By Matthew Yoder
Central Accomack Little League President Billy Justice delivered the sobering words we’ve all been coming to expect Monday evening at an emergency meeting of board members.
“As of right now there will be no Little League operations at all until May 11,” said Justice.
The rite of spring that brings together kids of all ages and adults to the ballfields in Onancock has been interrupted by the COVID-19 virus, and this small community on the Shore is but another member of an affected global environment.
“It’s worldwide, over 7,500 leagues in 84 countries, everybody,” Justice said.
The decision was made by Little League officials from the Southeast region in Georgia, and included in the mandate is an elimination of all activity on the fields until further notice, halting practice and even groundskeeping. Maintenance of the grounds is approaching a most crucial juncture as soil temperatures increase and growth rapidly follows, particularly just after fertilizer has been applied.
Greg Ford is vice president of C.A.L.L. and tempered the emotion in the room with much needed lightheartedness, but his words were equally poignant.
“We just put 1,000 dollars of fertilizer on this grass, horses will love it, maybe we should buy some goats,” Ford said.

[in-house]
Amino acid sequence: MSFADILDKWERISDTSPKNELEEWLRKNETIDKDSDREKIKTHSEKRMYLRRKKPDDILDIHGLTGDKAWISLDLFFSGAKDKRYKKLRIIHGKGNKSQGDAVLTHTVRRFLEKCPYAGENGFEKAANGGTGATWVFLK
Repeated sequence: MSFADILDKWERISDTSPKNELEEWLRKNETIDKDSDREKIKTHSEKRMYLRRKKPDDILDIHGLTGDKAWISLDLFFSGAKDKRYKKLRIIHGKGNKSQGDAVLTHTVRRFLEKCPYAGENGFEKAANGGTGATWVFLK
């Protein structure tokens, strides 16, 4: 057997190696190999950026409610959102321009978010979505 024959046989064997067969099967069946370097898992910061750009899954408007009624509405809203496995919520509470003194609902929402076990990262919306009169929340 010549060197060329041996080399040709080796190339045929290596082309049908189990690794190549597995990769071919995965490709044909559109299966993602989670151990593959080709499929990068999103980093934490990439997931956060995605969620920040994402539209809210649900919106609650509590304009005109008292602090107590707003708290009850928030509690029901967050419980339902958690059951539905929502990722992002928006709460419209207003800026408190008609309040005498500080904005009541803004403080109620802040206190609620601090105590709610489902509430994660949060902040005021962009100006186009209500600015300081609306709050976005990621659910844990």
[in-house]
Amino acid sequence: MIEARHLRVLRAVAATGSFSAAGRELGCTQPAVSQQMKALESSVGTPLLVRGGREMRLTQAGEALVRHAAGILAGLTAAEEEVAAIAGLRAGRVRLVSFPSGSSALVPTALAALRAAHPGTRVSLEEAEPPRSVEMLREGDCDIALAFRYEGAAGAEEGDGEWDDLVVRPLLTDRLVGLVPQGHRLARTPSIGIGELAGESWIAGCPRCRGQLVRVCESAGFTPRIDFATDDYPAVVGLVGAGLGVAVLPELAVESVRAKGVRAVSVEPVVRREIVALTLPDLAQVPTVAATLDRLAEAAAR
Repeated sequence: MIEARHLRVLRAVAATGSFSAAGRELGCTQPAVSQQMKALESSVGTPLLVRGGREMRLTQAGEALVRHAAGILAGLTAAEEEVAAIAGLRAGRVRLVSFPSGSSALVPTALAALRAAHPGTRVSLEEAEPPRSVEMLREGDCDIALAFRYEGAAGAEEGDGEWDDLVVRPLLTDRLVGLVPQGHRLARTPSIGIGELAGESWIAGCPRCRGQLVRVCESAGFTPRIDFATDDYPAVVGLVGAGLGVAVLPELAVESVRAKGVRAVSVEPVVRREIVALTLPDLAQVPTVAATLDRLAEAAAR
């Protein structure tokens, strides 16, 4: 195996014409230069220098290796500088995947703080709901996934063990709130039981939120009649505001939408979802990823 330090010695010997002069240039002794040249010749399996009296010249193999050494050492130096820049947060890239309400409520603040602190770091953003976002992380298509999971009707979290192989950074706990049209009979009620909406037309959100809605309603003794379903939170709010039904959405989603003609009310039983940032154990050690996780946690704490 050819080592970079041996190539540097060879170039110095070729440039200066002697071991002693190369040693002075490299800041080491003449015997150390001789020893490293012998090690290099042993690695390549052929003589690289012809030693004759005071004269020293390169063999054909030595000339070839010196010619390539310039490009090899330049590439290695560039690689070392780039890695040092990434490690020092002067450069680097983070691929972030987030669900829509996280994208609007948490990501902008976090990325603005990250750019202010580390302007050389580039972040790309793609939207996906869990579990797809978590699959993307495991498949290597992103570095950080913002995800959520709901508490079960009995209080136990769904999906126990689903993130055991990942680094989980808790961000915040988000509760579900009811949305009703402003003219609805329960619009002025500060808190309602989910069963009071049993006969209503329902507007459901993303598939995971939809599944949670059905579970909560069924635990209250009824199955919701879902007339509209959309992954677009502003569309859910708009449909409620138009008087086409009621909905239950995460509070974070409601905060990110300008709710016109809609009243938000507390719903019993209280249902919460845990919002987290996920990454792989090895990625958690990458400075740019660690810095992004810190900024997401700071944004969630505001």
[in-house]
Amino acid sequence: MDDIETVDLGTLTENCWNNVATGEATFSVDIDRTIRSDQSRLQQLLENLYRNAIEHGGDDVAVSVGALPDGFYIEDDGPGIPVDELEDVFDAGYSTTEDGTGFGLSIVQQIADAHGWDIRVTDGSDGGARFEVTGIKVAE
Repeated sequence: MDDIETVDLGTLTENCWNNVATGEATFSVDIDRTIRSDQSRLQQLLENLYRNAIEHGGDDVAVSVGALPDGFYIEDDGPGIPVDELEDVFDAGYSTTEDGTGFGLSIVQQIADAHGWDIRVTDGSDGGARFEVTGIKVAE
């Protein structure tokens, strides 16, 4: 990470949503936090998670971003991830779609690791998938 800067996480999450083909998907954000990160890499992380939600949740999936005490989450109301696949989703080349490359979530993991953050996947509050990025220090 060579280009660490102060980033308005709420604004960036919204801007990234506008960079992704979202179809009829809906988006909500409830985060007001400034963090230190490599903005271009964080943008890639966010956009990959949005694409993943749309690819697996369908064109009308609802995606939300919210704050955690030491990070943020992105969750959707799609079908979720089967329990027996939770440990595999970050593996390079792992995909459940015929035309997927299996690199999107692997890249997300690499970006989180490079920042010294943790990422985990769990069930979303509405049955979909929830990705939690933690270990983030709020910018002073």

The town of Onancock will be meeting with representatives from the Little League to discuss mowing options moving forward.
“It’s ready to roll, you’ll be able to watch that grass grow,” said Ford.
A greater issue Ford sees, as the societal shakeup continues and seasons transition, is the ability of kids to step in to fresh air and be kids, playing a game they signed up for in great numbers to play, and even just unwind at the playground.
“With the ballfields It’s a chance to come outside, and the playground is funded through a community grant, it’s a community playground,” Ford said.
Central Accomack Little League was just coming off a historic season that saw the boys team reach the world series in the 13-16-year-old division, and a girls softball team also recorded a tremendously successful run. The organization was poised to see a strong turnout again, particularly with the boys, and recently hosted an auction that brought in just short of $8,000 for the League fund. Highlighting a situation many have become accustomed to, if only tongue-in-cheek, a 12-pack of Charmin fetched $175, with G.W. Hart placing the highest bid.
It’s unnerving to see realties uprooted with little notice, but Justice and Ford, along with their counterparts, are always focused on serving the best interests of their community. Decisions are beyond their control at this point, and they believe exemptions will be made to restore the eligibility of kids if the season is a complete loss. A reevaluation date of April 6 has been set to address prospects of the season moving forward.